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Incompressibility through Colors and IDs
"... In parameterized complexity each problem instance comes with a parameter k and the parameterized problem is said to admit a polynomial kernel if there are polynomial time preprocessing rules that reduce the input instance down to an instance with size polynomial in k. Many problems have been shown t ..."
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In parameterized complexity each problem instance comes with a parameter k and the parameterized problem is said to admit a polynomial kernel if there are polynomial time preprocessing rules that reduce the input instance down to an instance with size polynomial in k. Many problems have been shown to admit polynomial kernels, but it is only recently that a framework for showing the nonexistence of polynomial kernels for specific problems has been developed by Bodlaender et al. [6] and Fortnow and Santhanam [15]. With few exceptions, all known kernelization lower bounds result have been obtained by directly applying this framework. In this paper we show how to combine these results with combinatorial reductions which use colors and IDs in order to prove kernelization lower bounds for a variety of basic problems. Below we give a summary of our main results. All our results are under the assumption that the polynomial hierarchy does not collapse to the third level. • We show that the Steiner Tree problem parameterized by the number of terminals and solution size, and the Connected Vertex Cover and Capacitated Vertex Cover problems do not admit a polynomial kernel. The two latter results are surprising because the closely related Vertex Cover problem admits a kernel of size 2k.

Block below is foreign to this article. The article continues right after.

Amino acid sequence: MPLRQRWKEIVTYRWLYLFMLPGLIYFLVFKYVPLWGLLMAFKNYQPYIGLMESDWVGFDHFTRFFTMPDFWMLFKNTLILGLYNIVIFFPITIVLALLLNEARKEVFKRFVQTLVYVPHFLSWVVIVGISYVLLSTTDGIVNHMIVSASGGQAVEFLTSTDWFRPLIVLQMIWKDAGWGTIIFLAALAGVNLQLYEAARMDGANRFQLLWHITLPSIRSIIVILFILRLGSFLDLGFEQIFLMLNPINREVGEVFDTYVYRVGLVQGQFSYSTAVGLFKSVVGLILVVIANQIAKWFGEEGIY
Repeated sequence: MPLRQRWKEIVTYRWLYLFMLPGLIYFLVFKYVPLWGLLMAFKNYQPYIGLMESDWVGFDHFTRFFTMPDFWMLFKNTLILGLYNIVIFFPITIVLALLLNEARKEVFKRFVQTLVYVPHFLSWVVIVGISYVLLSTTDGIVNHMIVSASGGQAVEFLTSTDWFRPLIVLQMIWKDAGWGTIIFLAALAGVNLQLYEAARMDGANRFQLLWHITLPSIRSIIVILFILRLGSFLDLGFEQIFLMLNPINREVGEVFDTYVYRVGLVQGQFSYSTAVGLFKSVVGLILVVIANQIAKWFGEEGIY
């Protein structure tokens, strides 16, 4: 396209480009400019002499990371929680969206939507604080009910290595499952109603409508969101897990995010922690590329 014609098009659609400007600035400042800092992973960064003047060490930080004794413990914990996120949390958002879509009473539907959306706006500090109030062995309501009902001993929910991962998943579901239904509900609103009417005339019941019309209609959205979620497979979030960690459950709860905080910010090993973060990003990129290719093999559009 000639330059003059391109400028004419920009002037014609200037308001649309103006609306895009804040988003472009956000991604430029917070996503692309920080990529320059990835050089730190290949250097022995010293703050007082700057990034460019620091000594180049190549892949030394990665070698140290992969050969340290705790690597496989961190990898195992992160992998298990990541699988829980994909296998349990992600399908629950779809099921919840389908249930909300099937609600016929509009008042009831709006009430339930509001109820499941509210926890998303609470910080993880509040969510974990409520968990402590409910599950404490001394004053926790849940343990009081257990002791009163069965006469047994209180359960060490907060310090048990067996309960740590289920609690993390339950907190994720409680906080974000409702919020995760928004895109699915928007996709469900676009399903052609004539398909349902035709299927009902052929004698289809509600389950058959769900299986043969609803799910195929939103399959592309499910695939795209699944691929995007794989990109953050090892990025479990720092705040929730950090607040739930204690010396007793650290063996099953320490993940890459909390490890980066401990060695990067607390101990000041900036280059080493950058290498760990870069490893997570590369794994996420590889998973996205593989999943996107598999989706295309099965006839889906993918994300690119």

Capacitated domination and covering: A parameterized perspective
 Proceedings 3rd International Workshop on Parameterized and Exact Computation, IWPEC 2008
"... Capacitated versions of Dominating Set and Vertex Cover have been studied intensively in terms of polynomial time approximation algorithms. Although the problems Dominating Set and Vertex Cover have been subjected to considerable scrutiny in the parameterized complexity world, this is not true for t ..."